WU LYF counters corporate music world with criminal image

Courtesy photoEmotion-driven output: The Brits in WU LYF — World Unite Lucifer Youth Foundation — are so intent on avoiding corporate aspects of the music business

It sounds like a sinister cult — Manchester’s ominously-dubbed WU LYF, or World Unite Lucifer Youth Foundation.

People who enlisted after its inception last year were issued bandit masks and a statement of intent, while early press shots of the founders were deliberately vague, showing what appeared to be a gang of face-shrouded criminals, apparently under arrest.

Compound this with an aerial-shaped logo — which showed up on jacket patches and tattoos — plus a 12-inch single, “Concrete Gold” backed with “Heavy Pop” — and a genuine mystery unfolded: Who, or what, was WU LYF?

But WU LYF — who play The Independent in San Francisco today — is actually four kids, managed by ex-Factory Records alum Warren Bramley, who are sick of following traditional music-biz rules.

“I don’t know if we run so harshly on principles as, say, Fugazi did, but we definitely want to do things our own way,” says band bassist Thomas McClung, 21, whose Cure-thick riffs drive WU LYF’s self-produced, self-released debut disc “Go Tell Fire To the Mountain.”

“The original Lucifer Youth Foundation was set up for just us, so we could function as a unit without having any external input, so we could make music without anybody sticking their nose in trying to make it more radio-friendly,” he says.

WU LYF’s sound is unique; songs on “Fire” — like “Dirt,” “We Bros” and “Spitting Blood” — boast Modern English-textured guitar tones set to twitchy rhythms and the Gothic organ and raspy vocals of frontman Ellery Roberts.

The album has nothing to do with McClung’s favorite artists — it’s tapping into the grandeur of Bruce Springsteen, even Nirvana, he says. “Bands that have a real power to their music, that run heavy on emotion. It’s not like there’s some secret pedal we’re using — we’re actually feeling these things.”

For McClung, the anti-corporate concept coalesced in college. He was working toward a graduation — and subsequent 9-to-5 job — that he was beginning to dread.

“I was still studying when the blog machines went nuts over one of our first songs, and talked about us like we were the next big thing,” he says. “And I thought, ‘really? I don’t feel like the next big thing, sitting here with this stupid test!’”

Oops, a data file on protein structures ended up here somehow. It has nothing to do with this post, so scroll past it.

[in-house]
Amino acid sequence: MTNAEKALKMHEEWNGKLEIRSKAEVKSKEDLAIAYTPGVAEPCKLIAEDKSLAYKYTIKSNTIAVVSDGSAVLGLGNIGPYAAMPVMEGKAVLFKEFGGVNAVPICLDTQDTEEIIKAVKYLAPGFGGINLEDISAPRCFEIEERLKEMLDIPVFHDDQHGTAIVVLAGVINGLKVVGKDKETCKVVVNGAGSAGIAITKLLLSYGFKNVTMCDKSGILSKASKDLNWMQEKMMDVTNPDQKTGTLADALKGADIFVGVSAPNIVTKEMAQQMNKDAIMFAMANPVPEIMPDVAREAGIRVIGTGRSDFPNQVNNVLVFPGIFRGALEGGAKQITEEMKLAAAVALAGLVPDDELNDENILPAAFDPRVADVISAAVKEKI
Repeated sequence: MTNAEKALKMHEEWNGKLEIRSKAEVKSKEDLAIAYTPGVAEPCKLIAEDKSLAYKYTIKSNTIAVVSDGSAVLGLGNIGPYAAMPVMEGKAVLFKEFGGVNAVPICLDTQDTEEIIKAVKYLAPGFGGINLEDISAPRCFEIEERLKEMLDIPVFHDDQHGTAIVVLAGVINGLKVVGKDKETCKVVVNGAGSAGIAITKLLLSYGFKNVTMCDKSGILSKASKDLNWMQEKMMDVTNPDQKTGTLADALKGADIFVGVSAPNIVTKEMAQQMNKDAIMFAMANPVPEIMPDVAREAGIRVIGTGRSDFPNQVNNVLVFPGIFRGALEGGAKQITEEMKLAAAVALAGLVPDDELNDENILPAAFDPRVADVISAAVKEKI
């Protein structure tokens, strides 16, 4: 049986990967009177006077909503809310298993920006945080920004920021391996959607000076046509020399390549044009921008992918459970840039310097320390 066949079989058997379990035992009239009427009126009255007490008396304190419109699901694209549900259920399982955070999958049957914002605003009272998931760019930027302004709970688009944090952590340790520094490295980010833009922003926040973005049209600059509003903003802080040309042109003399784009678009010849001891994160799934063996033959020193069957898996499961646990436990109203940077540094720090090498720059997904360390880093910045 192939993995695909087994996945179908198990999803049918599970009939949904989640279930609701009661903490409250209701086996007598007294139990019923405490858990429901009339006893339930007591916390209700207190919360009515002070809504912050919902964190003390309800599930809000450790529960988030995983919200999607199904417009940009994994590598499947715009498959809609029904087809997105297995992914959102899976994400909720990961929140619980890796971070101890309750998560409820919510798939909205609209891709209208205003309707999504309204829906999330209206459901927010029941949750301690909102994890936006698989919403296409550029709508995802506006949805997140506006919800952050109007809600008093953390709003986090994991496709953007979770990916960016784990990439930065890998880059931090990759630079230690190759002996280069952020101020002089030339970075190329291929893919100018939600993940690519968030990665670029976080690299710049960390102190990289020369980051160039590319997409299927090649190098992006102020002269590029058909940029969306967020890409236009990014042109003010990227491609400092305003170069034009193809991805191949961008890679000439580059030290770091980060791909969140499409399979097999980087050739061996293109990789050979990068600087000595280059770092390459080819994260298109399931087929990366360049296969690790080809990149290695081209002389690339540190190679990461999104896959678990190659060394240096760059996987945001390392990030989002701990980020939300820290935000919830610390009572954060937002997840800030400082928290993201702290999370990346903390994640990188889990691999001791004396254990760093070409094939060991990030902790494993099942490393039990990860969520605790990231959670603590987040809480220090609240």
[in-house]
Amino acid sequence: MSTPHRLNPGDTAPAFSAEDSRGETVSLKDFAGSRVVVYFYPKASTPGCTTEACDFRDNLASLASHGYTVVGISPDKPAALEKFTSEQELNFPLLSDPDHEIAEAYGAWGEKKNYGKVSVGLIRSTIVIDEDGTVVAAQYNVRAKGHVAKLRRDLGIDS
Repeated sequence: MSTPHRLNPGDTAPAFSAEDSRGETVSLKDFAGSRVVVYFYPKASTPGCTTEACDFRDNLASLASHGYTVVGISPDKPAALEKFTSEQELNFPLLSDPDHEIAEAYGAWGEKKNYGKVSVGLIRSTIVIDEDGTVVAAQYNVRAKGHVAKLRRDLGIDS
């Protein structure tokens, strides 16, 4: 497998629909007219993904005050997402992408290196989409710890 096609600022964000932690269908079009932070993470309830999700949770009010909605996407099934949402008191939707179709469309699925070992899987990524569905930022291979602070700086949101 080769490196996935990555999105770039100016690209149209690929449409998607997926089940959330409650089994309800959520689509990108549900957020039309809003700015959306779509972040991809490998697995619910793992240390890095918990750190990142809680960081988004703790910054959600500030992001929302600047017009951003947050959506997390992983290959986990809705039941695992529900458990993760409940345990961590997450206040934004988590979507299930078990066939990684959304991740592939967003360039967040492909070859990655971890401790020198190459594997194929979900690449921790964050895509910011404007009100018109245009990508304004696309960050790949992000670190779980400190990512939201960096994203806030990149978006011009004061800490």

He dropped out, went full-time with WU LYF, and turned down every major and indie imprint offering them a contract.

McClung never imagined actual WU LYF tattoos. “I don’t promote that,” he says. “But it’s cool that people feel so strongly about our band that they get permanent ink. But hey — anyone who feels like they’re part of our group already is.”

IF YOU GO

WU LYF

Where: The Independent, 628 Divisadero St., San Francisco
When: 8 p.m. today
Tickets: $15
Contact: (415) 771-1421; www.ticketfly.com

artsentertainmentmusicPop Music & JazzSan Francisco

If you find our journalism valuable and relevant, please consider joining our Examiner membership program.
Find out more at www.sfexaminer.com/join/

Just Posted

PG&E is locked in a battle with San Francisco city officials over the cost of connecting city projects using public power to the grid.<ins> (Courtesy photo)</ins>
SF challenges PG&E’s power moves

Utility uses expensive hookups to discourage public power use

Mayor London Breed said The City would pause reopening plans in order to “make sure we continue our cautious and deliberate approach.” <ins>(Kevin N. Hume/S.F. Examiner)</ins>
SF slows down reopening after COVID-19 cases rise

Restaurants no longer permitted to increase indoor dining capacity to 50 percent

Toilet (Shutterstock)
Table salt and poop: Testing for COVID-19 in S.F. sewage

The City’s sewers could provide an early warning of fresh outbreaks

A study published in the December 2016 Scientific Reports journal reveals that brain activity increases when people’s political beliefs are challenged. <ins>(Screenshot Scientific Reports)</ins>
Now is the time to make friends with enemies

We can be civil to others who have different political beliefs

Most Read